The state is now on the realistic political verge of eliminating single-family zoning—making the conversion of single-family houses into to four-unit buildings by right anywhere in the state—after two major senate bills, SB 50 and SB 4, were merged and approved by the State Senate Governance and Finance Committee.
SB 50, the brainchild of Sen. Scott Wiener, was introduced after the senator previously failed to pass SB 827 last year, a bill aimed at increasing density near and around transit centers by reducing or eliminating certain legal barriers. SB 50, dubbed the “More HOMES (Housing, Opportunity, Mobility, Equity, and Stability) Act,” planned on achieving its main goal—increasing housing—through two main actions: Eliminating low-density zoning laws that are in place near transit and job centers and reducing or eliminating parking minimums for new housing developments, with increased incentives as the more affordable the development becomes.
According to Wiener’s initial documentation backing SB 50, roughly 80% of California’s residential areas prohibit building anything more than a single-family home.
Sen. Mike McGuire’s SB 4, like Wiener’s legislation, aimed to boost housing near mass transit but would limit its reach in certain communities—the latter part a direct counterpart to Wiener, who was largely criticized for overriding the wants of the communities that would have been most affected by his previous bill, SB 827.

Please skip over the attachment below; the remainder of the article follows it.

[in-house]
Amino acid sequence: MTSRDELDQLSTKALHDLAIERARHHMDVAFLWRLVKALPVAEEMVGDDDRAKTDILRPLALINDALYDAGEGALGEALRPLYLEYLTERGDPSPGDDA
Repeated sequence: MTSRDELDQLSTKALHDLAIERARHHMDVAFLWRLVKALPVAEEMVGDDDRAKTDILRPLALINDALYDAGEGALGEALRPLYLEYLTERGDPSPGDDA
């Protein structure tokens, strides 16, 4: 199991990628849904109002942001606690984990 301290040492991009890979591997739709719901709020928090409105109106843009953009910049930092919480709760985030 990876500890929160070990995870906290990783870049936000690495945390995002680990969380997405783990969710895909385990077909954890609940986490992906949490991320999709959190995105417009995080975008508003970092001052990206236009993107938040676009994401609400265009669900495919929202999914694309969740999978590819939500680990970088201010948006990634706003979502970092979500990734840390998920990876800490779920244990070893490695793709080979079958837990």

The merging of the bills came both logically and logistically: SB 50 and SB 4 advanced out of the same committee, the State Senate Committee, earlier this month. McGuire chairs the State Senate Governance and Finance Committee, where both pieces of legislation were discussed Wednesday.
The final outcome came with one glaring change: The bill essentially eradicates single-family zoning, much in the vein of Minneapolis’ recent legislation. What this means is that any property owner could subdivide or remodel a single-family house and to turn it into a fourplex and, in the same breath, any developer could build a fourplex on a vacant lot—they cannot demolish an existing home—that was previously zoned solely for single-family houses.
While the Los Angeles City Council, much to the ire of housing advocates, unanimously voted against supporting SB 50, the Long Beach political community, including its councilmembers and Mayor Robert Garcia, have yet to publicly support or denounce the bill.
The bill still has committees to pass through before it would come for a vote before the full state Senate—but one thing is glaringly obvious: There is a bipartisan effort growing in alleviating the state’s massive housing crisis—and that effort has resulted in the small step of a major committee essentially approving apartments in every space of the state.
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